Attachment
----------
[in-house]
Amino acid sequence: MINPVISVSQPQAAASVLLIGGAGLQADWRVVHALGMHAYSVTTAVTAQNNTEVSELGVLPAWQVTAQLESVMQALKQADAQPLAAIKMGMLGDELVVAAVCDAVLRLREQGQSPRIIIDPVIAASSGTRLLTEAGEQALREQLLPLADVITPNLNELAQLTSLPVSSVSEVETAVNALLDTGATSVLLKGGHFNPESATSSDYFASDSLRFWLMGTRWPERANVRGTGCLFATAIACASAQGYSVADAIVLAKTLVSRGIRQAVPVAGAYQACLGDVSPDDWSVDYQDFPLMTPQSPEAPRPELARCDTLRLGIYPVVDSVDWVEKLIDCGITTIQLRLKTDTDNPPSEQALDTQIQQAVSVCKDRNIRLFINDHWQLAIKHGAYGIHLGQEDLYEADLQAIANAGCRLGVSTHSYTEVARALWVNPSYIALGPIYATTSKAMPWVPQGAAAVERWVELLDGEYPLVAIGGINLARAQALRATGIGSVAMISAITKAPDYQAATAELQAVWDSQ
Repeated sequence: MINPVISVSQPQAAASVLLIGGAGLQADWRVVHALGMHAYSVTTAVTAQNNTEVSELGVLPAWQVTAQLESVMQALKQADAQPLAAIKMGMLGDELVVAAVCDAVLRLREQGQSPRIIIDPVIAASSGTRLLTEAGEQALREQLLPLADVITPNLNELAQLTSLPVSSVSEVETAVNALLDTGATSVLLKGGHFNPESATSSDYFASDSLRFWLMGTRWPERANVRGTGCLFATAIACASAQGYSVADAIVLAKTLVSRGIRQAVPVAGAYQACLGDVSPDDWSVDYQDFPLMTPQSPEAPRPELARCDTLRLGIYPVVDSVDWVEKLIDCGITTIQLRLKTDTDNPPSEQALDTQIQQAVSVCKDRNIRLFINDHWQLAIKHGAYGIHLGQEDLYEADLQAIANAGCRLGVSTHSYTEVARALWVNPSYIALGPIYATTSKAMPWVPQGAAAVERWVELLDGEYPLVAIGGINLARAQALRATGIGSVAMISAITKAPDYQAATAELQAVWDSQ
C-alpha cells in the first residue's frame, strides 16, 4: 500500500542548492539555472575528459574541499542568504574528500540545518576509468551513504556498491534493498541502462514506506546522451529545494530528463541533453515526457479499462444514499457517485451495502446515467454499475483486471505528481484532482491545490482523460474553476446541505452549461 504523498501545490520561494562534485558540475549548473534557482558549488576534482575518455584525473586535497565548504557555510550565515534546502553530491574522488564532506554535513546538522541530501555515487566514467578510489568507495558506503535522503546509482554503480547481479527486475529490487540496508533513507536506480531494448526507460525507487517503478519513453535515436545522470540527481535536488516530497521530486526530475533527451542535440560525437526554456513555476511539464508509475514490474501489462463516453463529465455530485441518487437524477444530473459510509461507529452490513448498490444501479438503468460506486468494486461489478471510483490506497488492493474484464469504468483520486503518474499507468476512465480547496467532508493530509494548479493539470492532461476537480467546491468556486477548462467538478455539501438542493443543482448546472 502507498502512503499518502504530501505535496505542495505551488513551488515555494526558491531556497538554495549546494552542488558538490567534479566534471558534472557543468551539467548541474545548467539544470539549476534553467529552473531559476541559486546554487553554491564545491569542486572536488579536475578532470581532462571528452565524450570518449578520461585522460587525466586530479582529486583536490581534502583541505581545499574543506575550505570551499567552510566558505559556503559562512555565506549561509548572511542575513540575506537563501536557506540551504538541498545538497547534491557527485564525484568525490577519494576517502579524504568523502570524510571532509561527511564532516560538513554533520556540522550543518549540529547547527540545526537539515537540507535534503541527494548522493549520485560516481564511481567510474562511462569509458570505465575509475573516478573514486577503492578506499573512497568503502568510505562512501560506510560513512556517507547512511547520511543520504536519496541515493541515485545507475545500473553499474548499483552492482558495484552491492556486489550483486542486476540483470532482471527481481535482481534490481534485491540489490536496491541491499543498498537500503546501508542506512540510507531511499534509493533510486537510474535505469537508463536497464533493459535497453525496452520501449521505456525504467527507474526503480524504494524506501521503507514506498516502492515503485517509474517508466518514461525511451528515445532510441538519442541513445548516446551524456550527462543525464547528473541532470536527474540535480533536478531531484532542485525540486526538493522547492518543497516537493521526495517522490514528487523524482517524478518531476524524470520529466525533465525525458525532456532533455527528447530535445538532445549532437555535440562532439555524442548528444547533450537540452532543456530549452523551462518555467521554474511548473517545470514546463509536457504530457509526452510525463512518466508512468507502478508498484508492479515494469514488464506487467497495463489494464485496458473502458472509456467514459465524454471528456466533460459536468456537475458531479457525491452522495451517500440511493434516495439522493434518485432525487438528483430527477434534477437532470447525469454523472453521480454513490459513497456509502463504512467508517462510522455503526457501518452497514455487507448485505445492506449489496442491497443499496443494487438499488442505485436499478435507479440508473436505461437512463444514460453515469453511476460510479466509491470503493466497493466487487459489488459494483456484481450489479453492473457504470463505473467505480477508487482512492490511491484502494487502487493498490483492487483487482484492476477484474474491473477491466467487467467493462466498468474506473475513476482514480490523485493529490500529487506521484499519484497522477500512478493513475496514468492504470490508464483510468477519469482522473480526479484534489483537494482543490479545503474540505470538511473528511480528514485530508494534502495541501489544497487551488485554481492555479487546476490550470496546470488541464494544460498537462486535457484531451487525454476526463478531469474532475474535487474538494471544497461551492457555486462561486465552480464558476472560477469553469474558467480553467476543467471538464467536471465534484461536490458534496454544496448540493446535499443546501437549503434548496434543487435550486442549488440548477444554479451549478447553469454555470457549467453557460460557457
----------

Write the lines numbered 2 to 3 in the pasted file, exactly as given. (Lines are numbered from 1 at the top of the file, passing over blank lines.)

Amino acid sequence: MINPVISVSQPQAAASVLLIGGAGLQADWRVVHALGMHAYSVTTAVTAQNNTEVSELGVLPAWQVTAQLESVMQALKQADAQPLAAIKMGMLGDELVVAAVCDAVLRLREQGQSPRIIIDPVIAASSGTRLLTEAGEQALREQLLPLADVITPNLNELAQLTSLPVSSVSEVETAVNALLDTGATSVLLKGGHFNPESATSSDYFASDSLRFWLMGTRWPERANVRGTGCLFATAIACASAQGYSVADAIVLAKTLVSRGIRQAVPVAGAYQACLGDVSPDDWSVDYQDFPLMTPQSPEAPRPELARCDTLRLGIYPVVDSVDWVEKLIDCGITTIQLRLKTDTDNPPSEQALDTQIQQAVSVCKDRNIRLFINDHWQLAIKHGAYGIHLGQEDLYEADLQAIANAGCRLGVSTHSYTEVARALWVNPSYIALGPIYATTSKAMPWVPQGAAAVERWVELLDGEYPLVAIGGINLARAQALRATGIGSVAMISAITKAPDYQAATAELQAVWDSQ
Repeated sequence: MINPVISVSQPQAAASVLLIGGAGLQADWRVVHALGMHAYSVTTAVTAQNNTEVSELGVLPAWQVTAQLESVMQALKQADAQPLAAIKMGMLGDELVVAAVCDAVLRLREQGQSPRIIIDPVIAASSGTRLLTEAGEQALREQLLPLADVITPNLNELAQLTSLPVSSVSEVETAVNALLDTGATSVLLKGGHFNPESATSSDYFASDSLRFWLMGTRWPERANVRGTGCLFATAIACASAQGYSVADAIVLAKTLVSRGIRQAVPVAGAYQACLGDVSPDDWSVDYQDFPLMTPQSPEAPRPELARCDTLRLGIYPVVDSVDWVEKLIDCGITTIQLRLKTDTDNPPSEQALDTQIQQAVSVCKDRNIRLFINDHWQLAIKHGAYGIHLGQEDLYEADLQAIANAGCRLGVSTHSYTEVARALWVNPSYIALGPIYATTSKAMPWVPQGAAAVERWVELLDGEYPLVAIGGINLARAQALRATGIGSVAMISAITKAPDYQAATAELQAVWDSQ